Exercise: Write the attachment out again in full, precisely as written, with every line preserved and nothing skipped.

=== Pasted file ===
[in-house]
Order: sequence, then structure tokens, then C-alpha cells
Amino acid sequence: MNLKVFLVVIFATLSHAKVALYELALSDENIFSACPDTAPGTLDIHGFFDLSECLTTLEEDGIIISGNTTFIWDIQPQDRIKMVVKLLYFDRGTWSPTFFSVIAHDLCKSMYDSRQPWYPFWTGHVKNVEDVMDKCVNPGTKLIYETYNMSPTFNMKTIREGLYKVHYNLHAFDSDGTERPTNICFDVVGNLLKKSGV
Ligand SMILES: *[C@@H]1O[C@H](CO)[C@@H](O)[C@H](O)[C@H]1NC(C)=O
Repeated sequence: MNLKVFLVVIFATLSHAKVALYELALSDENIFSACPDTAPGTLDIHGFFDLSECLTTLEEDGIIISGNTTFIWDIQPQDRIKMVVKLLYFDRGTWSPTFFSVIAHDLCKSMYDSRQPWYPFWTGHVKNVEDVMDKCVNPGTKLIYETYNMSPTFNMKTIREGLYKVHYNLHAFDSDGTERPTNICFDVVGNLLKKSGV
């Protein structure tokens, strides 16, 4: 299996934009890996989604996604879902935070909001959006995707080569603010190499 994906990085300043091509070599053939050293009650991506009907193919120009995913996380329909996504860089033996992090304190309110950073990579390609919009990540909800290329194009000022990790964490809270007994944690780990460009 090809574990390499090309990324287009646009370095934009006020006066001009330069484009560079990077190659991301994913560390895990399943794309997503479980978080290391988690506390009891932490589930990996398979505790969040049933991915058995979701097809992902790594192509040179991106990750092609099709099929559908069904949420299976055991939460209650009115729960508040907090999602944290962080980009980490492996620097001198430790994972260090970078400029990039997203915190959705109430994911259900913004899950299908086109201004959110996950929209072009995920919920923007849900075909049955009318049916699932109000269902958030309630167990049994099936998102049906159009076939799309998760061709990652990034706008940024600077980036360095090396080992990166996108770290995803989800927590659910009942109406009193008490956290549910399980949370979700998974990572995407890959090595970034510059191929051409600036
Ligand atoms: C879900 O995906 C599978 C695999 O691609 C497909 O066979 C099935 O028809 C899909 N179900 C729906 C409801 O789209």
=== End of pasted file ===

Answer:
[in-house]
Order: sequence, then structure tokens, then C-alpha cells
Amino acid sequence: MNLKVFLVVIFATLSHAKVALYELALSDENIFSACPDTAPGTLDIHGFFDLSECLTTLEEDGIIISGNTTFIWDIQPQDRIKMVVKLLYFDRGTWSPTFFSVIAHDLCKSMYDSRQPWYPFWTGHVKNVEDVMDKCVNPGTKLIYETYNMSPTFNMKTIREGLYKVHYNLHAFDSDGTERPTNICFDVVGNLLKKSGV
Ligand SMILES: *[C@@H]1O[C@H](CO)[C@@H](O)[C@H](O)[C@H]1NC(C)=O
Repeated sequence: MNLKVFLVVIFATLSHAKVALYELALSDENIFSACPDTAPGTLDIHGFFDLSECLTTLEEDGIIISGNTTFIWDIQPQDRIKMVVKLLYFDRGTWSPTFFSVIAHDLCKSMYDSRQPWYPFWTGHVKNVEDVMDKCVNPGTKLIYETYNMSPTFNMKTIREGLYKVHYNLHAFDSDGTERPTNICFDVVGNLLKKSGV
């Protein structure tokens, strides 16, 4: 299996934009890996989604996604879902935070909001959006995707080569603010190499 994906990085300043091509070599053939050293009650991506009907193919120009995913996380329909996504860089033996992090304190309110950073990579390609919009990540909800290329194009000022990790964490809270007994944690780990460009 090809574990390499090309990324287009646009370095934009006020006066001009330069484009560079990077190659991301994913560390895990399943794309997503479980978080290391988690506390009891932490589930990996398979505790969040049933991915058995979701097809992902790594192509040179991106990750092609099709099929559908069904949420299976055991939460209650009115729960508040907090999602944290962080980009980490492996620097001198430790994972260090970078400029990039997203915190959705109430994911259900913004899950299908086109201004959110996950929209072009995920919920923007849900075909049955009318049916699932109000269902958030309630167990049994099936998102049906159009076939799309998760061709990652990034706008940024600077980036360095090396080992990166996108770290995803989800927590659910009942109406009193008490956290549910399980949370979700998974990572995407890959090595970034510059191929051409600036
Ligand atoms: C879900 O995906 C599978 C695999 O691609 C497909 O066979 C099935 O028809 C899909 N179900 C729906 C409801 O789209």